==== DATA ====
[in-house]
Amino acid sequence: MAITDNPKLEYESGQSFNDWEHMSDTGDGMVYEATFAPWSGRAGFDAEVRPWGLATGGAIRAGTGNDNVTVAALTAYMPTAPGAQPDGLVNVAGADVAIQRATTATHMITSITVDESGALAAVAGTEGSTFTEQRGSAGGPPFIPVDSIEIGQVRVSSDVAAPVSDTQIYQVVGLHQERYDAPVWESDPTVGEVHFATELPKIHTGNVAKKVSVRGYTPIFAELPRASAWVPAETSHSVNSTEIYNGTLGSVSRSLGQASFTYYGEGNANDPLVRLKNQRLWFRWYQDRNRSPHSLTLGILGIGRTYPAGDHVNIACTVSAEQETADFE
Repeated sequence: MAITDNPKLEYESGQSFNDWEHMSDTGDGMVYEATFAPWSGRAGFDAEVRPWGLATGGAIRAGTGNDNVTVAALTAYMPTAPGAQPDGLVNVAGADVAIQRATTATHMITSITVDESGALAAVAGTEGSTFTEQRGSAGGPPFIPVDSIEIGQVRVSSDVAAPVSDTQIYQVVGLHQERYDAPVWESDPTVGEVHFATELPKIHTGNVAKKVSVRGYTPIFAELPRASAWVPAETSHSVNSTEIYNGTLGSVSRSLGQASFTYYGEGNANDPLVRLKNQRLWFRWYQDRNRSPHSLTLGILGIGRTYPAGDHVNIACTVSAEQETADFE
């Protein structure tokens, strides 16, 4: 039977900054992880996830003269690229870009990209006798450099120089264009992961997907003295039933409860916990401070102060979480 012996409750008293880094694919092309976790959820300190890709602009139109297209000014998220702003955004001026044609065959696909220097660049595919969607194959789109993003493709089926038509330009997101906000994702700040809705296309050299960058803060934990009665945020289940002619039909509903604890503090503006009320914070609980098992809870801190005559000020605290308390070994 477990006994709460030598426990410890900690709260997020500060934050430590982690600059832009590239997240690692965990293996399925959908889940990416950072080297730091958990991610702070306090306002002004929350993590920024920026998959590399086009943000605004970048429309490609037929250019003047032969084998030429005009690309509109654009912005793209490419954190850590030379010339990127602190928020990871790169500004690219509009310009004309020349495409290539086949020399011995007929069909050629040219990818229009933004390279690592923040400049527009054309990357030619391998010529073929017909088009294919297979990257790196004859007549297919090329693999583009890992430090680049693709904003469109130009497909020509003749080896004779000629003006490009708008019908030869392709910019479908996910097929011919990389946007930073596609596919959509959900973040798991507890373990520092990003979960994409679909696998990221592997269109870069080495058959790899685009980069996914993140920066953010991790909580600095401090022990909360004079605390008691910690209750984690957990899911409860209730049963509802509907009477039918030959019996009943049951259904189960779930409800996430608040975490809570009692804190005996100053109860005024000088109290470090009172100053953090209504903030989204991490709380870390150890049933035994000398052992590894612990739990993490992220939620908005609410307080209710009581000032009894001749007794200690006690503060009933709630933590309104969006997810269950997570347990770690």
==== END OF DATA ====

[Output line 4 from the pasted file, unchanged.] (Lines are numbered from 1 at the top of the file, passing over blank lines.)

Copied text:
């Protein structure tokens, strides 16, 4: 039977900054992880996830003269690229870009990209006798450099120089264009992961997907003295039933409860916990401070102060979480 012996409750008293880094694919092309976790959820300190890709602009139109297209000014998220702003955004001026044609065959696909220097660049595919969607194959789109993003493709089926038509330009997101906000994702700040809705296309050299960058803060934990009665945020289940002619039909509903604890503090503006009320914070609980098992809870801190005559000020605290308390070994 477990006994709460030598426990410890900690709260997020500060934050430590982690600059832009590239997240690692965990293996399925959908889940990416950072080297730091958990991610702070306090306002002004929350993590920024920026998959590399086009943000605004970048429309490609037929250019003047032969084998030429005009690309509109654009912005793209490419954190850590030379010339990127602190928020990871790169500004690219509009310009004309020349495409290539086949020399011995007929069909050629040219990818229009933004390279690592923040400049527009054309990357030619391998010529073929017909088009294919297979990257790196004859007549297919090329693999583009890992430090680049693709904003469109130009497909020509003749080896004779000629003006490009708008019908030869392709910019479908996910097929011919990389946007930073596609596919959509959900973040798991507890373990520092990003979960994409679909696998990221592997269109870069080495058959790899685009980069996914993140920066953010991790909580600095401090022990909360004079605390008691910690209750984690957990899911409860209730049963509802509907009477039918030959019996009943049951259904189960779930409800996430608040975490809570009692804190005996100053109860005024000088109290470090009172100053953090209504903030989204991490709380870390150890049933035994000398052992590894612990739990993490992220939620908005609410307080209710009581000032009894001749007794200690006690503060009933709630933590309104969006997810269950997570347990770690």